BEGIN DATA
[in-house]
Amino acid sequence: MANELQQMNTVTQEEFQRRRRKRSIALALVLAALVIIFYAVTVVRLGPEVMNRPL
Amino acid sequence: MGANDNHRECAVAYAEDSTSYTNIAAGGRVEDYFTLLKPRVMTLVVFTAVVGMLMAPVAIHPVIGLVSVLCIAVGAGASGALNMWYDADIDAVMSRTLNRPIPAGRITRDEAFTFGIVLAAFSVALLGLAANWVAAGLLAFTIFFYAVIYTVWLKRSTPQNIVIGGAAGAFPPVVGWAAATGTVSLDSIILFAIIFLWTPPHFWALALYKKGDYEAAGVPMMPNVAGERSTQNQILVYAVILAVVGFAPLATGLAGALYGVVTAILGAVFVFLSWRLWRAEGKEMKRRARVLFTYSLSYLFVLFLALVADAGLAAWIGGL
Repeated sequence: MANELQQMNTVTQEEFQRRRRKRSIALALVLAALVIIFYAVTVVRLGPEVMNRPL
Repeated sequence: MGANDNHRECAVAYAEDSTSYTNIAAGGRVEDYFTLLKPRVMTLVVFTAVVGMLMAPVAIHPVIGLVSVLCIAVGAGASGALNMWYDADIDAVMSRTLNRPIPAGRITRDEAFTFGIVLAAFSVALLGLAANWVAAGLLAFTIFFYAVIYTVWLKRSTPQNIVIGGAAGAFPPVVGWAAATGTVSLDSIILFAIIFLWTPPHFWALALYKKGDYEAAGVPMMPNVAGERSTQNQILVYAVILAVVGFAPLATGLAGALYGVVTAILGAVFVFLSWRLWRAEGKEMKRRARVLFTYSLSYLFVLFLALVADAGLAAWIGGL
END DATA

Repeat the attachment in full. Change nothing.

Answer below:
[in-house]
Amino acid sequence: MANELQQMNTVTQEEFQRRRRKRSIALALVLAALVIIFYAVTVVRLGPEVMNRPL
Amino acid sequence: MGANDNHRECAVAYAEDSTSYTNIAAGGRVEDYFTLLKPRVMTLVVFTAVVGMLMAPVAIHPVIGLVSVLCIAVGAGASGALNMWYDADIDAVMSRTLNRPIPAGRITRDEAFTFGIVLAAFSVALLGLAANWVAAGLLAFTIFFYAVIYTVWLKRSTPQNIVIGGAAGAFPPVVGWAAATGTVSLDSIILFAIIFLWTPPHFWALALYKKGDYEAAGVPMMPNVAGERSTQNQILVYAVILAVVGFAPLATGLAGALYGVVTAILGAVFVFLSWRLWRAEGKEMKRRARVLFTYSLSYLFVLFLALVADAGLAAWIGGL
Repeated sequence: MANELQQMNTVTQEEFQRRRRKRSIALALVLAALVIIFYAVTVVRLGPEVMNRPL
Repeated sequence: MGANDNHRECAVAYAEDSTSYTNIAAGGRVEDYFTLLKPRVMTLVVFTAVVGMLMAPVAIHPVIGLVSVLCIAVGAGASGALNMWYDADIDAVMSRTLNRPIPAGRITRDEAFTFGIVLAAFSVALLGLAANWVAAGLLAFTIFFYAVIYTVWLKRSTPQNIVIGGAAGAFPPVVGWAAATGTVSLDSIILFAIIFLWTPPHFWALALYKKGDYEAAGVPMMPNVAGERSTQNQILVYAVILAVVGFAPLATGLAGALYGVVTAILGAVFVFLSWRLWRAEGKEMKRRARVLFTYSLSYLFVLFLALVADAGLAAWIGGL